26D. There are many places and kiosks in New York City that sell freshly squeezed fruit and vegetable juices. [Green juice?] usually contains leafy greens such as spinach. In Mr. Evans’ puzzle, however, the juice is power, and the answer is SOLAR ENERGY, which is a form of green energy.

56D. The indication [Air force?] does not refer to the military. The Transportation Security Administration, or TSA, is also a force, and it makes sure people are safe when they travel by air.

This is my 11th puzzle for The New York Times. I’ve rarely experienced such a high as when I received the email from Will Shortz himself in 2018 welcoming me with my first acceptance. As if a first date went spectacularly well compared to the 11th year of our marriage, things are different now. Some of the euphoria may have gone away, but I’ve found something much better: a sense of belonging to a community of kind-hearted, like-minded people who construct and solve puzzles.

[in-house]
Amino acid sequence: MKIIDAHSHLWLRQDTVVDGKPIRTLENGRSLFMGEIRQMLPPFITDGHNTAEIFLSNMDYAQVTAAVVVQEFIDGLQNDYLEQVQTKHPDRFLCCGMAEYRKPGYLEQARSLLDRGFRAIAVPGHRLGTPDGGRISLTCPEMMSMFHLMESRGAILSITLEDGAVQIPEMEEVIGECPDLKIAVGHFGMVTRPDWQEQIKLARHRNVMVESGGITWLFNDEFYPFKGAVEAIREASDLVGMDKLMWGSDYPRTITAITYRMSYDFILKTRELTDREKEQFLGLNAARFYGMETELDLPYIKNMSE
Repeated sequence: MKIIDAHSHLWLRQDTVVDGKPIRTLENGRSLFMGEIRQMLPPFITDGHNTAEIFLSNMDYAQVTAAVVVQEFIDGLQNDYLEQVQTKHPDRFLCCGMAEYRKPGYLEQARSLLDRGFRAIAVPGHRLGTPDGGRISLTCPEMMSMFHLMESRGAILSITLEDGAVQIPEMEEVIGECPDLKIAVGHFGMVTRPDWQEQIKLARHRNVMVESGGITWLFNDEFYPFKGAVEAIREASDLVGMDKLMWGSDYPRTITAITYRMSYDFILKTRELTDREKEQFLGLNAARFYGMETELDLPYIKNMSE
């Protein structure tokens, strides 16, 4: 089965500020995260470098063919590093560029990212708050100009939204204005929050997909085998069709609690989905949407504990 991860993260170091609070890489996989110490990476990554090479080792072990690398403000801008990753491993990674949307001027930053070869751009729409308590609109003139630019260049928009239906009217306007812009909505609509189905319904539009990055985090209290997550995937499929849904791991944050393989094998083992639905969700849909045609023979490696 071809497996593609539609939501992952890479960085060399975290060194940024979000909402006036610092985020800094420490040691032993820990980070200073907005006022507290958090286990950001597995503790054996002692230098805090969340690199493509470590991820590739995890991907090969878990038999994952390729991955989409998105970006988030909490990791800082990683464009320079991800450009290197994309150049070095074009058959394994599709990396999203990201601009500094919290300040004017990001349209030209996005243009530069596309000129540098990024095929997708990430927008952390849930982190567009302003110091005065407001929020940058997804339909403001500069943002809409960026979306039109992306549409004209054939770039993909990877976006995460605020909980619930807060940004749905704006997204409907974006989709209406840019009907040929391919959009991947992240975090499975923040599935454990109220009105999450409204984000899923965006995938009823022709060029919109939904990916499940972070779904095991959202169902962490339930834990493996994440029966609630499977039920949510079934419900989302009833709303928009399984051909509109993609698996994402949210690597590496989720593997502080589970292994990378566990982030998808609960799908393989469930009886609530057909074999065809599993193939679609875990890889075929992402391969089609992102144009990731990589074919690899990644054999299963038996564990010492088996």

My wife and I recently returned from a vacation where we drove the entire West Coast from Seattle to San Diego. I discovered so much on that trip, as we drove through different landscapes and cultures. What struck me most was that people on earth live in so many different ways. And mine is just one of them. I love that puzzles are a way for us to come together and share one experience, despite our many differences. Knowing that so many people will experience this puzzle at each stop on that journey from Washington to California is an overwhelming privilege that I never thought I would have.

I try to meditate to consider the interconnectedness of everything. Today, in this tangible way, my mind can connect to so many other minds in so many other places. The rapture has been replaced by something much deeper, and I thank you for being on the other side. I hope that collectively we can be much more mindful of our interconnectedness and interdependence as we navigate the world we find ourselves in today.

Want to join the conversation about New York Times Games, or maybe get some help with a particularly tricky puzzle? Here are the:

Spelling Bee Forum

Wordle Review

Connections Companion